John Giles is an independent consultant, with a passion for seeing ideas taken to fruition. For 3 decades his focus has been on data modeling and architecture, with a more recent interest in Data Vault modeling. He has worked in IT since the late 1960s, across many industries. He is a Fellow of the Australian Computer Society, and completed a Master’s degree at RMIT University, with a minor thesis comparing computational rules implementations using traditional and object-oriented platforms.

He is the author of “The Nimble Elephant: Agile Delivery of Data Models Using a Pattern-based Approach”.

KEYNOTE SPEAKER

wells

Tuesday, March 05
12 Noon

Room 1

Know Your Data – The Keys to Unlocking the Value of Data

Data delivers value only when it is used to create or accelerate positive results without assuming undue risks. The spectrum of data uses, ranging from business audit trail to advanced analytics, is rich with value opportunities. But getting from an opportunity to impact depends on the depth of data knowledge. Undertaking BI and analytics is especially risky when undertaken without fully understanding the data. Variety and abundance in the world of big data raises the bar for those who are responsible to capture and communicate data knowledge. Today, four essential skills are at the core of unlocking data value:

  • Data Modeling
  • Data Profiling
  • Data Curating
  • Data Cataloging

Dave Wells  

Eckerson Group

Dave Wells leads the Data Management Practice at Eckerson Group, a business intelligence and analytics research and consulting organization. Dave works at the intersection of information management and business management, where the real value is derived from data assets. He is an industry analyst, consultant, and educator dedicated to building meaningful and enduring connections throughout the path from data to business value. Knowledge sharing and skills development are Dave’s passions, carried out through consulting, speaking, teaching, and writing.

He is a continuous learner – fascinated with understanding how we think – and a student and practitioner of systems thinking, critical thinking, design thinking, divergent thinking, and innovation.

David-Wiebe

Tuesday, 6  March
2.15 pm, Room 1

Conceptual Data Modeling Drives Consistent Data Delivery

The value of the conceptual data model is extracted every time it is used. There is no shortage of leveraging this fundamental data asset

The amount of business understanding captured within the conceptual model is immense. It holds definitions of business concepts and individual data items, it records rules on how data concepts relate to each other, it documents which scenarios bring data concepts together, it keeps track of data subjects that get regularly referenced by the business, and how these data subjects are reusable components that serve the business architecture, and where they manifest themselves across the application architecture.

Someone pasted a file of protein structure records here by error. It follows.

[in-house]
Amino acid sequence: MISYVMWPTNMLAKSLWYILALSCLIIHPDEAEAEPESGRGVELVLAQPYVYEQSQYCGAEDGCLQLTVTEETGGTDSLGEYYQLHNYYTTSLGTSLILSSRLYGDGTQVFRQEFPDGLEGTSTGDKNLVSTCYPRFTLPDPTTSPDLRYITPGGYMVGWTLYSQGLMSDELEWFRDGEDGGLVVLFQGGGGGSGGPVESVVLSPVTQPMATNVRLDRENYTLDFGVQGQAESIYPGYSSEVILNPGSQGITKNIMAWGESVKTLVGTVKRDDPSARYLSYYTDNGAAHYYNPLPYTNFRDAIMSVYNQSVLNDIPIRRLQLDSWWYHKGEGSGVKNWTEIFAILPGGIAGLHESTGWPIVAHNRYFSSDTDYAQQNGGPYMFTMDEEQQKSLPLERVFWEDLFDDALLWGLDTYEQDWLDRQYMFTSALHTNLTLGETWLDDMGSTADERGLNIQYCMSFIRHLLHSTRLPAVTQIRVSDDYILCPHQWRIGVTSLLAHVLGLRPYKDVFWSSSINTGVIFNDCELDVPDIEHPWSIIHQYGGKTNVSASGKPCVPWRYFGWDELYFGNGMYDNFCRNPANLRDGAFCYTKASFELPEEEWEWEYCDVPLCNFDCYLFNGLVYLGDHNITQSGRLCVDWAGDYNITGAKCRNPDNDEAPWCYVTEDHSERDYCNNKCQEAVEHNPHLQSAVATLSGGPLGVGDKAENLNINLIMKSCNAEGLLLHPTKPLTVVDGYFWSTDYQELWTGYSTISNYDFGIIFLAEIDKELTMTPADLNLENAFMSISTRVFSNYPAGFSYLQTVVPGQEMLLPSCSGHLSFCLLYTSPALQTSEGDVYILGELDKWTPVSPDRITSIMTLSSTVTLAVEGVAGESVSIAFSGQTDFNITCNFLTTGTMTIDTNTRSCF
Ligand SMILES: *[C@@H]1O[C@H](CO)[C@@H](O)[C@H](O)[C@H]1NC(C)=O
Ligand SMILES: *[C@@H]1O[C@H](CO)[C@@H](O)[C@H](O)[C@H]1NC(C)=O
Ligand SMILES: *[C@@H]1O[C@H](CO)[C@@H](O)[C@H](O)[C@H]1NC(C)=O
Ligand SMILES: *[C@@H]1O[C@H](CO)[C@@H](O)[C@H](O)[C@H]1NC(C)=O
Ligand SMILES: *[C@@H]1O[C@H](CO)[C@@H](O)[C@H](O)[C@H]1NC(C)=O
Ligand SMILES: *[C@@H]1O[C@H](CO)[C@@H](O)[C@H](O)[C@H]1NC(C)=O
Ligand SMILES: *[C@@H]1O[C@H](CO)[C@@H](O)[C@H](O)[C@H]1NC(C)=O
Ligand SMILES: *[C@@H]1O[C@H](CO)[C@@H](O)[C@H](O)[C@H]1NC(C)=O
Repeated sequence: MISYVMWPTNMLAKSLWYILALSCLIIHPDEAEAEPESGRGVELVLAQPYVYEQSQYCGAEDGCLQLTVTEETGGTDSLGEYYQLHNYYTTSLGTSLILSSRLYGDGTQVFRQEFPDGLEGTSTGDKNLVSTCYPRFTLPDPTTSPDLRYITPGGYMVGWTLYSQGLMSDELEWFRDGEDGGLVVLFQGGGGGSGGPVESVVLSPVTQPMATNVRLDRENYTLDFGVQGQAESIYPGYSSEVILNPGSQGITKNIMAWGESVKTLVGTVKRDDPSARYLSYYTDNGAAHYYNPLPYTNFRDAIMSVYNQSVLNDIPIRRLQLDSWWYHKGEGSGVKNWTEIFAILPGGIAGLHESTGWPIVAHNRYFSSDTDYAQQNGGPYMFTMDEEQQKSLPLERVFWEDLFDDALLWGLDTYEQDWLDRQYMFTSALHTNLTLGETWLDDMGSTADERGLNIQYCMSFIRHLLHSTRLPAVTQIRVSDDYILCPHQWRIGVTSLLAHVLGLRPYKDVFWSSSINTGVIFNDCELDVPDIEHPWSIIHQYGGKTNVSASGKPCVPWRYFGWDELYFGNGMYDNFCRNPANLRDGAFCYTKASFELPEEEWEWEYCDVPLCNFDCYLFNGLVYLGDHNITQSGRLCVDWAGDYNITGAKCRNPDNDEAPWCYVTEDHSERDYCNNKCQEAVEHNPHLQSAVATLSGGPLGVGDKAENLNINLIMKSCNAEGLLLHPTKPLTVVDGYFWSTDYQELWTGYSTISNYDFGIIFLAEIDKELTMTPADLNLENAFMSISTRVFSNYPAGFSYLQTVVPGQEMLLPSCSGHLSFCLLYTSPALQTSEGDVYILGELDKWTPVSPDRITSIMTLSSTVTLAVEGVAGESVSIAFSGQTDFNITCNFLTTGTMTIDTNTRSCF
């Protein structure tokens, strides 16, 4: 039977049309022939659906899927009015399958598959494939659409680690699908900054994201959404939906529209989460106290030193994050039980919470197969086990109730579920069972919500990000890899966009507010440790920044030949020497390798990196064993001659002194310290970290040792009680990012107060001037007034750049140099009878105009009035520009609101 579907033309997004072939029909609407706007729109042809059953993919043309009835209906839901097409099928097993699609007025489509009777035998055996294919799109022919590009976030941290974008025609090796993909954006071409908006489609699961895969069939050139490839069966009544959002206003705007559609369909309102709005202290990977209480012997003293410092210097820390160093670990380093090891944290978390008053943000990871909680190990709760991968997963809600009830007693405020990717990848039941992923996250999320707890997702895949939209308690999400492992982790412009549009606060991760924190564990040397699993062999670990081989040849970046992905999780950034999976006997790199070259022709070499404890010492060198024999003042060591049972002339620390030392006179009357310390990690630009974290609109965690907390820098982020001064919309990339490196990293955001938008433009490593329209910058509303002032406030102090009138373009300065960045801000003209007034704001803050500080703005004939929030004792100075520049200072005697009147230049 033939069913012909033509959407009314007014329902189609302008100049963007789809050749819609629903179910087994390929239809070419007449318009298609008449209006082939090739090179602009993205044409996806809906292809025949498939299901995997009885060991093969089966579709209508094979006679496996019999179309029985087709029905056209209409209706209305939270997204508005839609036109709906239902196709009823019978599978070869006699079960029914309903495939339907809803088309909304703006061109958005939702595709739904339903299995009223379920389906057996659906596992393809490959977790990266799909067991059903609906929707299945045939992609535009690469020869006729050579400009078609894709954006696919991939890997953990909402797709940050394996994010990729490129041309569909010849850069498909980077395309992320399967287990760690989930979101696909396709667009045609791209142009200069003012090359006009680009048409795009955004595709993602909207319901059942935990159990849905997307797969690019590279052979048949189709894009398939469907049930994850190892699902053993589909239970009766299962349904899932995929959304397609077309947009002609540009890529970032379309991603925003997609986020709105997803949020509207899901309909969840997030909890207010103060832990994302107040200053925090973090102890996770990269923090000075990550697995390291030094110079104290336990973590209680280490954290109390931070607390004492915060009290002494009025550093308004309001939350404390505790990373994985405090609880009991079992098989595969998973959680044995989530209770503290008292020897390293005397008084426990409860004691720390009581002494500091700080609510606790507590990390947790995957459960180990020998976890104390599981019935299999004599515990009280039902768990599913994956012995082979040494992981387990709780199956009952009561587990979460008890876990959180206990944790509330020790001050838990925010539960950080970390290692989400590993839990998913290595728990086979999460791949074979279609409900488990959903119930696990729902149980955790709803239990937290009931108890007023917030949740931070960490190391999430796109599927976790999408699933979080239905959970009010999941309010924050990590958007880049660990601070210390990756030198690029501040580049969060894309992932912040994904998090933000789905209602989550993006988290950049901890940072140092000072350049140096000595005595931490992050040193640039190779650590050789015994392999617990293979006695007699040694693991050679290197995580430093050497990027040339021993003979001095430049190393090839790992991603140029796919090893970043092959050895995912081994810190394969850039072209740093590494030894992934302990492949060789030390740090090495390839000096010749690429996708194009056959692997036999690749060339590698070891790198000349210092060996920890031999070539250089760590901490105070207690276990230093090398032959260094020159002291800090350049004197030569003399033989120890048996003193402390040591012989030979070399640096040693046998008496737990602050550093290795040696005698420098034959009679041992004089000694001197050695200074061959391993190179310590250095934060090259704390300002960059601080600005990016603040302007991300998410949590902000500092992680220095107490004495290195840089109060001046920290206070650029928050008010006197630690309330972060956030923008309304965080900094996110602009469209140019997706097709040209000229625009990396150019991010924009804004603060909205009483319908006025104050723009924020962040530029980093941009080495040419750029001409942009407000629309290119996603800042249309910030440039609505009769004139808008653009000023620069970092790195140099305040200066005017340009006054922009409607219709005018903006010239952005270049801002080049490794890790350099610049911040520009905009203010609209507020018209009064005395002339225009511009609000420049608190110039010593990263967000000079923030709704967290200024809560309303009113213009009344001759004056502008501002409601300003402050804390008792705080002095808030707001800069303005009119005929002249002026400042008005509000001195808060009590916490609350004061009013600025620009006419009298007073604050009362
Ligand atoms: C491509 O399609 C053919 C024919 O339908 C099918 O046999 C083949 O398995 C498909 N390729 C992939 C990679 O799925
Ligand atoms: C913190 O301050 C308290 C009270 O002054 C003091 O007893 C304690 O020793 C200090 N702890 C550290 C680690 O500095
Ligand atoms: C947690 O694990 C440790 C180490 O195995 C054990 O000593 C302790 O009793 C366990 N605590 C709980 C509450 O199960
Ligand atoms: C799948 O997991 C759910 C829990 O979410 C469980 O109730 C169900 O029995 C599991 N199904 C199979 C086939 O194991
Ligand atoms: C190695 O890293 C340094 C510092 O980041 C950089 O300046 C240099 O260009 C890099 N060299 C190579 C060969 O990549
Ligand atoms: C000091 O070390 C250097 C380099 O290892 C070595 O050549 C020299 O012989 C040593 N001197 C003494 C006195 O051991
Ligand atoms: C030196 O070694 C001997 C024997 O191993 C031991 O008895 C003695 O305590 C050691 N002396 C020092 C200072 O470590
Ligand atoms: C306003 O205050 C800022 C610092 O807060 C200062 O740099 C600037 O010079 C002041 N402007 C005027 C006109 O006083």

In software delivery, it is contributing to the implementation of consistency of data management within information systems, all sorts of information systems.

This one-hour session will begin with a conceptual data model and use it to design the schemas for an online transaction processing database, a piece of an enterprise data warehouse, a data mart and a message payload for the service object.

See how investing in data modelling returns value in information delivery.

David Wiebe

Robinson Ryan

David Wiebe is a CDMP and has over 25 years of business experience covering; consulting, systems development and integration. He practices a solution architecture approach for designing and delivering information systems that utilise services and data architectures to implement business functionality that also aligns to an enterprise architecture framework.

He is experienced in data modelling, business process management, database management and software development. He has worked in projects where strategic enterprise designs were implemented for large-scale application development efforts. He is a practitioner of the Zachman Enterprise Architecture Framework, a contributor to Standards Australia 2006 AS 4590 – Interchange of Client Information, a co-author of the Queensland Government Information Portfolio Framework and has worked with IBM’s IFW standard for financial services. He is an expert erwin user.

David has created and evolved enterprise data and information models for the Commonwealth Bank of Australia, AMP, ANZ Bank, BT Financial Group, the Australian Tax Office, the Department of the Environment and Energy, the Australian Securities and Investments Commission and Queensland Government. This included developing information and data standards and policies, roadmaps and guidelines for aligning the information architecture with the enterprise architecture keeping the relevant artefacts up to date.

Tuesday, 6 March
2.15 pm, Room 2